Wednesday, July 1, 2015

18





The day I turned eighteen on November the ninth, nineteen seventy-eight, I went and bought by first legal case of beer. With me was the first girl I ever fell in love with, but sitting next to me was the girl I was currently in love with, a redhead of the truest form. Love isn’t a strong enough word for how I felt for her when I turned eighteen but because Alice Cooper had a song titled “Eighteen” I felt connected to a much larger Universe. We dropped my first love off and then my current love and I parked the car in the woods and had sex that causes me to wonder about those of that age I know now. Surely, I think to myself sometimes, that sweet little eighteen year old that rescues dogs couldn’t possibly know the same sort of insane and wonderful passion that the sixteen year old and I found in the front seat of a car parked in the woods on my birthday, so many years ago. Yet I know it is more likely than not, for the drive to love in every imaginable and physical manner is strongest in the young and they are discovering frontiers they never imagined existed. We did. They will, too. I hope they have as much fun as we did that day. I remember the redheaded girl tell me she loved me that day. I think I can remember every time she said those words. In less than a year she would be pregnant and married but not to me. I had no idea of the changes that were coming in her life, no pun intended, but they were a lot more dramatic than those I would see, at that time in my life, at eighteen.



That night I put on my headphones and listened to an eight track tape over and over and over again. Eighteen, eighteen, eighteen, I’m eighteen and I love it.

It’s harder to imagine a more different scene once the next eighteen years passed. I was thirty-six, eighteen twice, and a woman I loved, a redhead of the truest form, had broken up with me. I lived in a tiny apartment with no dogs and a dead end and hard job. I hated the apartment and I hated the job and I hated the idea that I might never leave that place, even though I would in less than six months. I had no idea that my life was about to change and change for the better. I also didn’t listen to Alice Cooper anymore. That was kinda sad because Alice Cooper was really fresh and edgy back in the day. The woman recently gone had found love with an old friend of mine and that made it worse, really, but what I didn’t know is that in about a year I would be dating his ex-fiancĂ©’. There were changes unseen in my life. Much more so than when I was eighteen, once.

To have lived long enough to see eighteen for the third time I a lot longer than most would have given me at eighteen, once. Both of the redheads, of the truest form, are gone, a part of my past that I cannot look back at again, you know. One is a grandmother by now, I think. The other I have not heard from in over eighteen years. I wonder if my eighteenth birthday was as memorable to her as it was to me. I strongly doubt it.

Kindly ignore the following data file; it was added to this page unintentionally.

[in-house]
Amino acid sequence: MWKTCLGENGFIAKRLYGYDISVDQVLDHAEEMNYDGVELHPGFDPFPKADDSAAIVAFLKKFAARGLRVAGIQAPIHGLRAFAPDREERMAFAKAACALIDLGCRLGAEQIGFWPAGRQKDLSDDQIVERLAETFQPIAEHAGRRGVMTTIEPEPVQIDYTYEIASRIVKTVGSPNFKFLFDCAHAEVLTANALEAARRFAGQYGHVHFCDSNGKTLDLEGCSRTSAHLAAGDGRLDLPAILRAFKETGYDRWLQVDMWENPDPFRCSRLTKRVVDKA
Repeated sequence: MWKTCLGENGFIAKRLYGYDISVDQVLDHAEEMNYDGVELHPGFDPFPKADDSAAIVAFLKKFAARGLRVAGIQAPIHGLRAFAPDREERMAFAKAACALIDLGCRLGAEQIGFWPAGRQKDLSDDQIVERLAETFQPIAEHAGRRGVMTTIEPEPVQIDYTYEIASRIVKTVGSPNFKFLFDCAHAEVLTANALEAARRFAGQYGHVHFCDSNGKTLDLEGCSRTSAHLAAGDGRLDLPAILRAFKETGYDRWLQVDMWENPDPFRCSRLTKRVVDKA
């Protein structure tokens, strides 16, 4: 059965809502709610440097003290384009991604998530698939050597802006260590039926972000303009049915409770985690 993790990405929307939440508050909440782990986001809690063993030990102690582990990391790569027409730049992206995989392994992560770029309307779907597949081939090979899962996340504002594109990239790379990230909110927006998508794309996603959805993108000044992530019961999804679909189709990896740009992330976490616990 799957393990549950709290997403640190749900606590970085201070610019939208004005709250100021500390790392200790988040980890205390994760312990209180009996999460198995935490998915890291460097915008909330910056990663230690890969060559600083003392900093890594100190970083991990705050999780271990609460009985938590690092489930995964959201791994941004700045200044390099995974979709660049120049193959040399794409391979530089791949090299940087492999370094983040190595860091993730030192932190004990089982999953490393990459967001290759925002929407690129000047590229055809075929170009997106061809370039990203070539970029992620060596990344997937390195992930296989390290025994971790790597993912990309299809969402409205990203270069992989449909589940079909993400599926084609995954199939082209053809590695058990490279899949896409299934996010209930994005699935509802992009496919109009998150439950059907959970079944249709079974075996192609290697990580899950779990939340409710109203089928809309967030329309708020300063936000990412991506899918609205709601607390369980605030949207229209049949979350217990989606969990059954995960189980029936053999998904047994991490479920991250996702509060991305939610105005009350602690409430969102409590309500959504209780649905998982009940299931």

But at eighteen three, ah, now that’s an interesting age. I didn’t realize it until I checked the math today, and no, I won’t tell you way, stop asking, but when I realized that two thirds of my life ago I was eighteen it tickled me somewhat. Eighteen seemed like such a milestone, such a really big deal to me back then. I could legally buy beer! I could vote! Oh boy! I would rent hotel rooms on the beach and I could …

The eighteen years went by.

All the things that seemed to incredible at the first eighteen seemed so, well, ordinary by eighteen, again. I had fallen into a rut in many ways in my life and I remember when I packed my stuff and left the small apartment how I felt like I was leaving a life behind that I would never look back at again and enjoy. I was wrong, of course, because there were many great writing ideas born in that apartment as well as more than a few great memories.

Now at Eighteen Thrice, eighteen years goes by a lot faster than I could have ever imagined. I feel as if right now, I am a better writer than I was eighteen years ago. I have lived with many dogs since then and have loved great ones. The dog thing, I think that was what was missing at Eighteen 2.0. Life really isn’t the same without a dog or three. The time I spent with Bert and Sam and Lucas did not add up to be eighteen, but in dog years it was eighteen many times over. If love is measured in the multiples of joy just those three dogs gave me eighteen million years’ worth.

Pick a random number, any random number, and look back. Eighteen is arbitrary and that’s okay, really it is, for a lot happens, or doesn’t happen, in eighteen years, and that’s okay, too. It’s not those eighteen years that will define you but how you live afterwards, always, the future, not the past. Eighteen will come and go, as we all will, and then one day you will not have eighteen more years. That, too, will be okay. There will come a day you will have been gone for eighteen years. There will come a day that someone related to you in some way will remember you eighteen years later. Or eighteen twice, or eighteen three times or more.

You can only hope that person is grinning when they remember you.

Take Care,

Mike


2 comments:

  1. 18 is wonderful because you know everything.
    At double 18 you’ve discovered how much you don’t know.
    Triple 18 you know you’re never going to know everything but it’s OK.

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